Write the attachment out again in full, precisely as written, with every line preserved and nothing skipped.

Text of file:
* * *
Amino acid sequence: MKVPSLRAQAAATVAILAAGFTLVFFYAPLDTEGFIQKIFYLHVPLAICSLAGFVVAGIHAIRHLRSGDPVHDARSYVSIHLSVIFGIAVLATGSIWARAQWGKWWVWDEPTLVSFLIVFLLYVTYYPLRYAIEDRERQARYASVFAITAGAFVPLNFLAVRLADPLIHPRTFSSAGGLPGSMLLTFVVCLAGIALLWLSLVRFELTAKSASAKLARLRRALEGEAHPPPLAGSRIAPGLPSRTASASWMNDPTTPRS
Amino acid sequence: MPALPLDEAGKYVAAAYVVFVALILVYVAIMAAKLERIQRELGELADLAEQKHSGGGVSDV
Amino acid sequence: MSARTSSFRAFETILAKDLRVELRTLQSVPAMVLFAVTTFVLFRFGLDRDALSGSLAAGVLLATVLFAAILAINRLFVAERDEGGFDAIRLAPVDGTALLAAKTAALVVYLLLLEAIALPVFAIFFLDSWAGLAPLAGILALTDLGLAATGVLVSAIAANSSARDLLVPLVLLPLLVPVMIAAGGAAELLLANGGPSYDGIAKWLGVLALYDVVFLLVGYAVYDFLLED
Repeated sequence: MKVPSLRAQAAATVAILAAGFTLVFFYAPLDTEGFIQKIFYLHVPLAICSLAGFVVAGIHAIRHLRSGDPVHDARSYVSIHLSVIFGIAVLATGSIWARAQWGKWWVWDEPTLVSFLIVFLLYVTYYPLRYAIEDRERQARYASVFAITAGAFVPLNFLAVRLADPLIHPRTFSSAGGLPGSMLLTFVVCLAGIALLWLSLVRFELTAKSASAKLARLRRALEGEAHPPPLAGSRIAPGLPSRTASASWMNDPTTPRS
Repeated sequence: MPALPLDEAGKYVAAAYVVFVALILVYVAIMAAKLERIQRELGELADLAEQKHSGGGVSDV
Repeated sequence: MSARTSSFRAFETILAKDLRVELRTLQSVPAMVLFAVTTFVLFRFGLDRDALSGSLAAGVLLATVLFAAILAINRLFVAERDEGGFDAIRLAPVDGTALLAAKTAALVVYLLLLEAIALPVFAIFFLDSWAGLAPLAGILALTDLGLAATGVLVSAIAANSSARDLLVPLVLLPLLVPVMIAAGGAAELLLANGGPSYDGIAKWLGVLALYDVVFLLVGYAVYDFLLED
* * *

Amino acid sequence: MKVPSLRAQAAATVAILAAGFTLVFFYAPLDTEGFIQKIFYLHVPLAICSLAGFVVAGIHAIRHLRSGDPVHDARSYVSIHLSVIFGIAVLATGSIWARAQWGKWWVWDEPTLVSFLIVFLLYVTYYPLRYAIEDRERQARYASVFAITAGAFVPLNFLAVRLADPLIHPRTFSSAGGLPGSMLLTFVVCLAGIALLWLSLVRFELTAKSASAKLARLRRALEGEAHPPPLAGSRIAPGLPSRTASASWMNDPTTPRS
Amino acid sequence: MPALPLDEAGKYVAAAYVVFVALILVYVAIMAAKLERIQRELGELADLAEQKHSGGGVSDV
Amino acid sequence: MSARTSSFRAFETILAKDLRVELRTLQSVPAMVLFAVTTFVLFRFGLDRDALSGSLAAGVLLATVLFAAILAINRLFVAERDEGGFDAIRLAPVDGTALLAAKTAALVVYLLLLEAIALPVFAIFFLDSWAGLAPLAGILALTDLGLAATGVLVSAIAANSSARDLLVPLVLLPLLVPVMIAAGGAAELLLANGGPSYDGIAKWLGVLALYDVVFLLVGYAVYDFLLED
Repeated sequence: MKVPSLRAQAAATVAILAAGFTLVFFYAPLDTEGFIQKIFYLHVPLAICSLAGFVVAGIHAIRHLRSGDPVHDARSYVSIHLSVIFGIAVLATGSIWARAQWGKWWVWDEPTLVSFLIVFLLYVTYYPLRYAIEDRERQARYASVFAITAGAFVPLNFLAVRLADPLIHPRTFSSAGGLPGSMLLTFVVCLAGIALLWLSLVRFELTAKSASAKLARLRRALEGEAHPPPLAGSRIAPGLPSRTASASWMNDPTTPRS
Repeated sequence: MPALPLDEAGKYVAAAYVVFVALILVYVAIMAAKLERIQRELGELADLAEQKHSGGGVSDV
Repeated sequence: MSARTSSFRAFETILAKDLRVELRTLQSVPAMVLFAVTTFVLFRFGLDRDALSGSLAAGVLLATVLFAAILAINRLFVAERDEGGFDAIRLAPVDGTALLAAKTAALVVYLLLLEAIALPVFAIFFLDSWAGLAPLAGILALTDLGLAATGVLVSAIAANSSARDLLVPLVLLPLLVPVMIAAGGAAELLLANGGPSYDGIAKWLGVLALYDVVFLLVGYAVYDFLLED